By Friday night, however, the storm had shifted west, its radius enveloping Sarasota and prompting many company members (those who hadn't already booked flights out) to evacuate. In a last-minute decision, Overstreet, Bui and Felber packed up a car and drove to Tampa, where they spent the night safely. Yet the storm progressed, and in another night flight they headed for Orlando to stay with Overstreet's friend's family. The central Floridian city saw flooding damage, downed awnings, and power outages like much of the state, but Overstreet says that she was in "a strong house and felt secure" while hunkering down to wait out the storm.
Few things are more terrifying than the prospect of 170+ mile per hour winds literally chasing you upstate. But the anticipation for Irma intensified sharply in Hurricane Harvey's aftermath. Last week, we reported that the Houston Ballet Center for Dance and its home theater sustained serious flooding damage. The company's first program has been postponed, to be performed at a later date in a back-up venue.
We checked in with some of Florida's ballet companies to see how they weathered this most recent storm.
In 2015, Ballet West dancer Emily Adams was promoted to principal; the milestone achievement left her feeling inspired—but also a little unbalanced. "Through the daily intensity, I wasn't enjoying everything as much as I should have been," she says. To unwind, Adams turned to yoga classes, where she found a renewed sense of self-love and an unexpected business idea: an eco-friendly activewear line called State of Bodhi. At 30, Adams is now a community-minded entrepreneur as well as a principal dancer.
Sewing classes never factored into Adams' extracurricular activities while growing up. Instead, the Pennsylvania native took as many ballet classes as possible before settling into the School of American Ballet's advanced division.
via Instagram, @stateofbodhi
Most dancers might be found grabbing a bite or a nap between performances at the height of Nutcracker season. Not San Francisco Ballet's Jordan Hammond. The corps member renovates furniture in her spare time, a hobby that has morphed into a fledgling business called Rénové. At first, she rented extra storage space that doubled as a workshop. "It was on the same street as the ballet," she says. "I'd sell pieces during breaks between shows." Now married to Diablo Ballet dancer and former SFB corps member Raymond Tilton, she uses their living room for her projects.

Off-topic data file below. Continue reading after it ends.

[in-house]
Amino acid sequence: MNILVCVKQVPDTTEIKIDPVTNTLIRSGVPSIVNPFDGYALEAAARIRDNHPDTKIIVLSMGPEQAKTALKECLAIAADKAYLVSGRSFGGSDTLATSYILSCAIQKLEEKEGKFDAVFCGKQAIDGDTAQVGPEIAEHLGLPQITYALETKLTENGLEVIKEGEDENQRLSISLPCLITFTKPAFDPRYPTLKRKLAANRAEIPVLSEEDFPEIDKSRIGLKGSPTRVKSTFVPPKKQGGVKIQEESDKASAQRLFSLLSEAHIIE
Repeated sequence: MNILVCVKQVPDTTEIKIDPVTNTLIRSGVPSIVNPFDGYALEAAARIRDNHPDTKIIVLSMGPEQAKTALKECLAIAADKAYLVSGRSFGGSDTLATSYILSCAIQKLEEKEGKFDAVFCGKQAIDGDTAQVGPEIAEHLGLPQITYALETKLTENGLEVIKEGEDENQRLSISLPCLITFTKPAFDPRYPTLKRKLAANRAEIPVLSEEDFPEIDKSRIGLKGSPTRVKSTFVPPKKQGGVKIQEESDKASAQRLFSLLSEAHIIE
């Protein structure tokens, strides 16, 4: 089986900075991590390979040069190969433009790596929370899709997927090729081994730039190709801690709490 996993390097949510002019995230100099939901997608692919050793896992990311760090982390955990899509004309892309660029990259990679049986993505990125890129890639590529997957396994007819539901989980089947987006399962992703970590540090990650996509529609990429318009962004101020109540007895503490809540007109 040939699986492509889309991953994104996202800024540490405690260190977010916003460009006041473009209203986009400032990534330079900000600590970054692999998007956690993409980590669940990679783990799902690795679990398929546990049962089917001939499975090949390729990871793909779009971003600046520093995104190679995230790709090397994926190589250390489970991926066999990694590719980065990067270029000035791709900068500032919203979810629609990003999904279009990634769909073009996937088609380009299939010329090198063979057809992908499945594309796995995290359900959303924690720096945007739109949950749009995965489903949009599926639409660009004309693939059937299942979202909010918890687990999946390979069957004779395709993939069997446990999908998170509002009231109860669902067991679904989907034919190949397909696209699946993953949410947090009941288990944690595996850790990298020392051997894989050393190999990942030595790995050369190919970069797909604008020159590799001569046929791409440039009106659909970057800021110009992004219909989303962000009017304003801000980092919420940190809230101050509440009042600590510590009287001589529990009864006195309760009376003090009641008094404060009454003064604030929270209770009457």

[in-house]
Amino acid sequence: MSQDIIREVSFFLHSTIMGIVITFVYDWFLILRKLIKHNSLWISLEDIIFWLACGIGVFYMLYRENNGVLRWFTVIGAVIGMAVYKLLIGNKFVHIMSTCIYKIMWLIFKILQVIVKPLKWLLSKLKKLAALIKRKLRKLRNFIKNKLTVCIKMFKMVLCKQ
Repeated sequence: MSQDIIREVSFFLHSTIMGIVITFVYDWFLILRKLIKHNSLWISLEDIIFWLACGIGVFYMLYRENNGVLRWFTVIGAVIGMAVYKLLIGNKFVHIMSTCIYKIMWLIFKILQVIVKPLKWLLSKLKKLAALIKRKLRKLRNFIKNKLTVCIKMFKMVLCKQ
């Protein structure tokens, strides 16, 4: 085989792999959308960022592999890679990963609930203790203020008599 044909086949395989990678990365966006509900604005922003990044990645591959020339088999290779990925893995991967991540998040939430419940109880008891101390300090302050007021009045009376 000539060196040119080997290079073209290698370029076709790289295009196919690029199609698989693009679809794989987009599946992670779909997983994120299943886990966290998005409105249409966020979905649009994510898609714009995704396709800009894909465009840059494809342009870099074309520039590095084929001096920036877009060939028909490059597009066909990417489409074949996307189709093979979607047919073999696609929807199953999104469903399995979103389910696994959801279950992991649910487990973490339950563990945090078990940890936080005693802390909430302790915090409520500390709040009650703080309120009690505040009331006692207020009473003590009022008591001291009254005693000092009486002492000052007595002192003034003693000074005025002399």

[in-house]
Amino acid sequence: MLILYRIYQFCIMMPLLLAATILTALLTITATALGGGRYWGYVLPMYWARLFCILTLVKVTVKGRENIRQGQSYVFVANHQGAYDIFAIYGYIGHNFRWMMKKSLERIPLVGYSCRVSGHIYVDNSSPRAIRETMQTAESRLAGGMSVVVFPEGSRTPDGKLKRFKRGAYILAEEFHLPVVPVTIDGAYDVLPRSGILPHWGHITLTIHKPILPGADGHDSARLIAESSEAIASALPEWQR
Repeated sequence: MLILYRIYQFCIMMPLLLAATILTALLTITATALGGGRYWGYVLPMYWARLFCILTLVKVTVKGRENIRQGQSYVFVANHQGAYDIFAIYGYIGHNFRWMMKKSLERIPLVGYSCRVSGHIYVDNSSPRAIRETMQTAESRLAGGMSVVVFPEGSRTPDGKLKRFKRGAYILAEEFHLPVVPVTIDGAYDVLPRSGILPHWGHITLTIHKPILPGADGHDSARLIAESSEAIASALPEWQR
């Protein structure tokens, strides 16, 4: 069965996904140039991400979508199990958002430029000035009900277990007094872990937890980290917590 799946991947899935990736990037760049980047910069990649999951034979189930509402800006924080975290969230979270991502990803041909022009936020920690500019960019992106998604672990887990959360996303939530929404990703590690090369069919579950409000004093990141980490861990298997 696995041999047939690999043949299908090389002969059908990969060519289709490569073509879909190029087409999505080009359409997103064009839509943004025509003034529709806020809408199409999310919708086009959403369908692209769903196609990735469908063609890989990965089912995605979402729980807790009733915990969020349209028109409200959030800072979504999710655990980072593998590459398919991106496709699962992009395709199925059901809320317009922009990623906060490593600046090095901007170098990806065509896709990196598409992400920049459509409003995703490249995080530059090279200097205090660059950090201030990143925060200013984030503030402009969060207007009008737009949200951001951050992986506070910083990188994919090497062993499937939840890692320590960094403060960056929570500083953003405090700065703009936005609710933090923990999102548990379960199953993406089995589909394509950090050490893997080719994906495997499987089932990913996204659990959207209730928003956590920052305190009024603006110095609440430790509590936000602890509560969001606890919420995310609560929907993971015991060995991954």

Pennsylvania Ballet principal Lillian DiPiazza is all about efficiency: Her head-to-toe routine is chock-full of dancer-friendly hacks. For instance, she sews pointe shoes in record time with thick, pink thread. "I can put four stitches on each side and it holds," she says. Similarly, a single alligator hairclip from a boutique in Philadelphia does the job of many more hairpins.
Some of the items in DiPiazza's Marc Jacobs tote (chosen for its lightness) seem out of place in a dance bag. Rather than lambswool or toe pads, she uses Clorox Handi Wipes. "They're similar to paper towels but a little bit more substantial," she says. "You can use them for a couple days, then just toss them in the trash." And in place of a plastic water bottle, which she was prone to losing, DiPiazza hydrates from a large glass jar. Bonus: The jar is easy to clean, and she throws in mint, lemons or other fruits for flavor.
You could say that Victoria Hulland is Sarasota Ballet's resident corn pad dealer. The principal dancer keeps her bag stocked with special, extra-thick pads, which she uses between her toes. “A lot of the girls come to me if they have really bad corns," she says. “You can't buy these from CVS." Since she gets them from a podiatrist back home in New York, she either stocks up when visiting or employs her father to pick up multiple packs and send them down to Florida.
Hulland has turned to her colleagues for specialty items, too. Her gray warm-ups are actually a production sample from a knitwear machine company, where a co-worker's girlfriend works. And artistic director Iain Webb brings the dancers one of her favorite candies, Percy Pig gummies, back from his trips home to the UK. Resourcefully, Hulland has found another use for the candy's cute packaging: The pig-shaped tin makes a perfect hairpin holder.